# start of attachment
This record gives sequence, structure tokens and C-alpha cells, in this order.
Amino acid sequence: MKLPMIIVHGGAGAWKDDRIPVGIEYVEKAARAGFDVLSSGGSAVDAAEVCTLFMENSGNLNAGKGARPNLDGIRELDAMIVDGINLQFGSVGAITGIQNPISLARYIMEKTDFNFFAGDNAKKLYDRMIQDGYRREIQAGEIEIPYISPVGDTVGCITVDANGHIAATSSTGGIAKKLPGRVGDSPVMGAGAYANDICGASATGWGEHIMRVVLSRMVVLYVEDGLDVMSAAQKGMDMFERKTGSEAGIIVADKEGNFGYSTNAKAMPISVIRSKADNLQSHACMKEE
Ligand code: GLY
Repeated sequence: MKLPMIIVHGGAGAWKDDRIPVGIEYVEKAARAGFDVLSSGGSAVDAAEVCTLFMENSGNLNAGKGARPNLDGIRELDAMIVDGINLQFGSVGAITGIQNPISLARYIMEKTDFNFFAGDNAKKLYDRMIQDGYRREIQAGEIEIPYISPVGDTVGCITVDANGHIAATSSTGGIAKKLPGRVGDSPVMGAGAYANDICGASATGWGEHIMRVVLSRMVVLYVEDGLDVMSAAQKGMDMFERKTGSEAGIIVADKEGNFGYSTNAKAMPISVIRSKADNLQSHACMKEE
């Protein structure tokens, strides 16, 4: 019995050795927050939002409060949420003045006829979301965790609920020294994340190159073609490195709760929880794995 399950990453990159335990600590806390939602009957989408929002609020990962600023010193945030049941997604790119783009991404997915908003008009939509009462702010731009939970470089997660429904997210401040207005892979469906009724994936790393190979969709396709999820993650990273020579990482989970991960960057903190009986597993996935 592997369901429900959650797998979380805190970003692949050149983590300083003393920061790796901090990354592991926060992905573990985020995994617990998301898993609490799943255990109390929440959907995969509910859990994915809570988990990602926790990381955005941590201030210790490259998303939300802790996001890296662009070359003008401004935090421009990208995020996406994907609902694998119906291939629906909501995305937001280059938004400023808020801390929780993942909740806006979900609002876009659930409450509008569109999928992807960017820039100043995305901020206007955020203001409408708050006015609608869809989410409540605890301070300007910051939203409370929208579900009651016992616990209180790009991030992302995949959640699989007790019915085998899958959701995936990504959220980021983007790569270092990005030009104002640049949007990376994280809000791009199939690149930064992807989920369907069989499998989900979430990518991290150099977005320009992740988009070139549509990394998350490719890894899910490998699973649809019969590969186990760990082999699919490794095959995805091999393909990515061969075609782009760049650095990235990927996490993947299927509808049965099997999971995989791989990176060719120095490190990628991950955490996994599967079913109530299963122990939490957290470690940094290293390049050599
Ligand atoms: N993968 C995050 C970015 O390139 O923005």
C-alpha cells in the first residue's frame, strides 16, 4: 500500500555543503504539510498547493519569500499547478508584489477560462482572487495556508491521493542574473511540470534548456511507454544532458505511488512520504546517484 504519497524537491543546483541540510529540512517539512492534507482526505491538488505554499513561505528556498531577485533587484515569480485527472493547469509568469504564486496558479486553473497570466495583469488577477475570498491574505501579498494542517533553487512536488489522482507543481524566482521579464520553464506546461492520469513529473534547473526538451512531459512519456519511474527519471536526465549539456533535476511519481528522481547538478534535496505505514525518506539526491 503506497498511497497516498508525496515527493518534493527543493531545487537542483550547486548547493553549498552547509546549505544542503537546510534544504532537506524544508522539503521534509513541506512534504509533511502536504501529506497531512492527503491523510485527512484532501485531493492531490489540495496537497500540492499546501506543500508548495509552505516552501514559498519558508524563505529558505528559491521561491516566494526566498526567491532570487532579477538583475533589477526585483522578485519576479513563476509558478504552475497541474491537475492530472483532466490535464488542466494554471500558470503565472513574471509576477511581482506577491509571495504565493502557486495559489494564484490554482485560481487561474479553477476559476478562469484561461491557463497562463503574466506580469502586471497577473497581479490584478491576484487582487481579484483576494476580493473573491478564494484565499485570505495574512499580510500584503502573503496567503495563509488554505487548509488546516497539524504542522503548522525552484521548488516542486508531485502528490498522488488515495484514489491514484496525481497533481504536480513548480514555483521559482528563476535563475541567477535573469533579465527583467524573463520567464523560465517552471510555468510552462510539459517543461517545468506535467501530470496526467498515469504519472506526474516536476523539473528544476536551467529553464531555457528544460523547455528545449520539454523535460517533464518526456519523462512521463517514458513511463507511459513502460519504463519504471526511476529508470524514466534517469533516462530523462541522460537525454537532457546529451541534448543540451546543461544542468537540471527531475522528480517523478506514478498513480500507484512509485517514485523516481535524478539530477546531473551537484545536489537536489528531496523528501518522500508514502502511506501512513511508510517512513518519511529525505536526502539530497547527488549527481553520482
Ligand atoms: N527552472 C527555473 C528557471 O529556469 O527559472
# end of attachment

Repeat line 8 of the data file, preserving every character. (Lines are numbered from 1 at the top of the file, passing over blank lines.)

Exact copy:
Ligand atoms: N527552472 C527555473 C528557471 O529556469 O527559472